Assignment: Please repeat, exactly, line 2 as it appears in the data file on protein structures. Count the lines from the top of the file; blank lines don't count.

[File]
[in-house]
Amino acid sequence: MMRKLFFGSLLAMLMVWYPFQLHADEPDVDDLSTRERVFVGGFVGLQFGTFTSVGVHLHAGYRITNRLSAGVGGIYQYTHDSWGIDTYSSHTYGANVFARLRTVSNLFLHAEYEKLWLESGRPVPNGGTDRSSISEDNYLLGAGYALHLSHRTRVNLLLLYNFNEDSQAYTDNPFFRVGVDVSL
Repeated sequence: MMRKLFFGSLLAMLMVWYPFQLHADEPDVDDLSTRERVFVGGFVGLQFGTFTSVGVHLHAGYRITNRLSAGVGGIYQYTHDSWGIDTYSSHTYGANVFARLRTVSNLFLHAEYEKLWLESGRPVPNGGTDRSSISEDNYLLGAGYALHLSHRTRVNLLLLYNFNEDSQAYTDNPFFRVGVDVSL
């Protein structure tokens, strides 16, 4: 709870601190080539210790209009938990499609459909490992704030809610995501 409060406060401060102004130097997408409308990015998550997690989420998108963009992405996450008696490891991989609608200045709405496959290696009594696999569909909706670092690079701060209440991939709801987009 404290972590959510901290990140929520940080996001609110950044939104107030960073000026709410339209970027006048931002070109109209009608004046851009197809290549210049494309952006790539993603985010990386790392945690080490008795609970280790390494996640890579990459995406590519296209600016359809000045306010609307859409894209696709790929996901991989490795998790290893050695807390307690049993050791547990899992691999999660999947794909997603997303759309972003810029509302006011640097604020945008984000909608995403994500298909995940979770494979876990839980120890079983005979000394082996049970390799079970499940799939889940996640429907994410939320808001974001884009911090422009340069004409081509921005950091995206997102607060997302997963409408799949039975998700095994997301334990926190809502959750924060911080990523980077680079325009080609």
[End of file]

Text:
Amino acid sequence: MMRKLFFGSLLAMLMVWYPFQLHADEPDVDDLSTRERVFVGGFVGLQFGTFTSVGVHLHAGYRITNRLSAGVGGIYQYTHDSWGIDTYSSHTYGANVFARLRTVSNLFLHAEYEKLWLESGRPVPNGGTDRSSISEDNYLLGAGYALHLSHRTRVNLLLLYNFNEDSQAYTDNPFFRVGVDVSL